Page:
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Interviews



Legendary Nona Gaprindashvili

01.01.2009, By EICC 2008
Legendary Nona Gaprindashvili

Nona Gaprindashvili (born May 3, 1941) is a Georgian chess player, the sixth women's world chess champion (1962–1978), and first female Grandmaster. Born in Zugdidi, Georgia (then part of the Soviet Union), she was the strongest female player of her generation. 

In 1961, aged 20, Gaprindashvili won the fourth women's Candidates Tournament, setting up a title match against Russian world champion Elisabeth Bykova. She won the match easily, with a final score of 9-2 (+7−0=4), and went on to defend her title successfully four times: three times against Alla Kushnir (1965: 10–6; 1969: 12–7; 1972: 12–11) and once against fellow Georgian Nana Alexandria (1975: 9–4). She finally lost her crown in 1978 to another Georgian, 17-year-old Maia Chiburdanidze, by a score of 6½–8½ (+2−4=9). 

During her career Gaprindashvili successfully competed in men's tournaments, winning (amongst others) the Hastings Challengers tournament in 1963/4 and tying for first place at Lone Pine in 1977, earning a grandmaster norm. 

In 1978 Gaprindashvili became the first woman to be awarded the Grandmaster title. She was awarded the title as a result of winning Lone Pine 1977 against a field of 45 players, mostly grandmasters. Although she did not meet the technical requirements for the GM Title, this result was so spectacular that FIDE found it sufficient. 

On the EICCs in Plovdiv Nona Gaprinashvili is specially invited by BCF as a member of Appealing Commitee. 


Nona Terentieva, for which time do you visit Bulgaria? 
Third or fourth time, but until now I always participated in tournaments on your sea resorts. In Plovdiv I come for the first time, and I enjoy the city very much. 

What are you doing now? 
I have retired on a pension. I am a real pensioner, although I do not stay at home all the time. Recently I even took active part in the politics on opposition’s part. I gave moral support with my name and authority to a man who, unfortunately passed away (Gaprindashvili has in mind Badri Patarkatsishvili- eminent Georgian contactor and public figure, who took part in the vote for Georgian president in January 2008, but was placed third. A month later Patarkatsishvili suddenly passed away from heart attack in London.) This man who was a president of the Georgian Olympic Committee practically saved the sports in our country. Before that Georgian athletes were leaving the country and winning medals for other nations, but thanks to Badri’s efforts they started to receive all necessary recourses for their preparation, including incredible for the Georgian standards financial support.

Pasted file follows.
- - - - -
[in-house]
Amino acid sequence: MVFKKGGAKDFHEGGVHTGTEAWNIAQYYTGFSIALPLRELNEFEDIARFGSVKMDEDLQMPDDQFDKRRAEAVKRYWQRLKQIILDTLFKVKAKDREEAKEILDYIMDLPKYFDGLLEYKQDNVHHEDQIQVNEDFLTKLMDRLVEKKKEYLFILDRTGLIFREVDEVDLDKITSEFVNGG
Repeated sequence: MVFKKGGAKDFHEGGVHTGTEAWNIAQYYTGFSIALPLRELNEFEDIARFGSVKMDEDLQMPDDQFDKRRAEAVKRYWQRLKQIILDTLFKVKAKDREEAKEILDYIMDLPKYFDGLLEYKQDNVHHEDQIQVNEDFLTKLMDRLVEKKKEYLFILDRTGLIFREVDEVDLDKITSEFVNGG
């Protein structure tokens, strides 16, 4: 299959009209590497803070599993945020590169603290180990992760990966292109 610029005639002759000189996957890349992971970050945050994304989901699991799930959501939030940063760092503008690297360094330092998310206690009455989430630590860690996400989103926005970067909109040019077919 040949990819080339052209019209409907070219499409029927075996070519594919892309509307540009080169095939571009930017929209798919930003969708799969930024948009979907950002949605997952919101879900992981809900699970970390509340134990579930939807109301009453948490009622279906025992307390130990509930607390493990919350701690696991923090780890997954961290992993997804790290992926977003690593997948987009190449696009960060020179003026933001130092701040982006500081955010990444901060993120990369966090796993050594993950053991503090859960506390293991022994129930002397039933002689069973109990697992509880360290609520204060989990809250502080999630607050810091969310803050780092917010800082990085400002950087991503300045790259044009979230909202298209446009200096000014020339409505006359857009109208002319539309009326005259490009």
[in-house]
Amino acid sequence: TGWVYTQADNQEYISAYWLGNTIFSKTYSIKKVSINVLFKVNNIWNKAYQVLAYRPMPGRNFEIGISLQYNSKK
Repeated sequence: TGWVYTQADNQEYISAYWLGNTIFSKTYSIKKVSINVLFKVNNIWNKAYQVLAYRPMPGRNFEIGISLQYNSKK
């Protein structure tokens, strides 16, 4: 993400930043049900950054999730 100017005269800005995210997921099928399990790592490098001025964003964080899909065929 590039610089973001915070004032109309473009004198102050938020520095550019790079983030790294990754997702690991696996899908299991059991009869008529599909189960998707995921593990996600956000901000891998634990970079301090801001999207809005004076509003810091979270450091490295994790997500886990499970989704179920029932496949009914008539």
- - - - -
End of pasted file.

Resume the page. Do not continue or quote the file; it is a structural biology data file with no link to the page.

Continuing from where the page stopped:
In principle I do not have affinity towards the politics, but because of the man Badri and his ideas I agreed to take the lead of his Democratical Party for United Georgia. And since I was connected with the politics only due to this person, after his sudden death I logically withdrew from this sphere of influence. 

But you did not refuse from the place of Honorable President of the National Olympic Committee of Georgia?! 
No, at least for the moment. After the Beijing Olympiad there will be new elections for president (until now NOCG was led by Patarkatsishvili) and if you management, acceptable for me is chosen, I will stay and cooperate them. 

What part of your life takes now chess? 
I am still very interested in chess. Every time that I get invited I respond with pleasure- no matter if it is a tournament, or just to pay a visit for some chess event. I love chess, and I cannot quit this pleasure- if you quit all the nice things in life you will grow old immediately. I take part in blitz tournaments and in senior tournaments, where I am doing quite well. 

Can you share something interesting from these tournaments with us?